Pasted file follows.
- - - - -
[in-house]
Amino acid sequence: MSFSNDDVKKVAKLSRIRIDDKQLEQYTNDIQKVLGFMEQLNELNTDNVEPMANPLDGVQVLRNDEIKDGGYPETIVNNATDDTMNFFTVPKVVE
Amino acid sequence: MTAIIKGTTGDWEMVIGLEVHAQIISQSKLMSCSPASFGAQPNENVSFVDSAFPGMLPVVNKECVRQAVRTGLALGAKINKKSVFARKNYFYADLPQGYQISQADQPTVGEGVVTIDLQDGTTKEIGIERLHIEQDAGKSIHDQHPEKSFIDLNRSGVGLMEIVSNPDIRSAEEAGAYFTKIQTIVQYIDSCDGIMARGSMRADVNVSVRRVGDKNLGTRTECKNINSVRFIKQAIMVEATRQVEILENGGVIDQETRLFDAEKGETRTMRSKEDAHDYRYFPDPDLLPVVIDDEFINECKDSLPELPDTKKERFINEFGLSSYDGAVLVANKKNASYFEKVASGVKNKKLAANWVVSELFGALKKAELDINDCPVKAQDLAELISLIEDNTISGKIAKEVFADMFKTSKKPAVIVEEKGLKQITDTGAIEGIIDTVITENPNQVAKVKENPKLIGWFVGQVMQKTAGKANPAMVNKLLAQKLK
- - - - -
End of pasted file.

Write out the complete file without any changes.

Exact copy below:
[in-house]
Amino acid sequence: MSFSNDDVKKVAKLSRIRIDDKQLEQYTNDIQKVLGFMEQLNELNTDNVEPMANPLDGVQVLRNDEIKDGGYPETIVNNATDDTMNFFTVPKVVE
Amino acid sequence: MTAIIKGTTGDWEMVIGLEVHAQIISQSKLMSCSPASFGAQPNENVSFVDSAFPGMLPVVNKECVRQAVRTGLALGAKINKKSVFARKNYFYADLPQGYQISQADQPTVGEGVVTIDLQDGTTKEIGIERLHIEQDAGKSIHDQHPEKSFIDLNRSGVGLMEIVSNPDIRSAEEAGAYFTKIQTIVQYIDSCDGIMARGSMRADVNVSVRRVGDKNLGTRTECKNINSVRFIKQAIMVEATRQVEILENGGVIDQETRLFDAEKGETRTMRSKEDAHDYRYFPDPDLLPVVIDDEFINECKDSLPELPDTKKERFINEFGLSSYDGAVLVANKKNASYFEKVASGVKNKKLAANWVVSELFGALKKAELDINDCPVKAQDLAELISLIEDNTISGKIAKEVFADMFKTSKKPAVIVEEKGLKQITDTGAIEGIIDTVITENPNQVAKVKENPKLIGWFVGQVMQKTAGKANPAMVNKLLAQKLK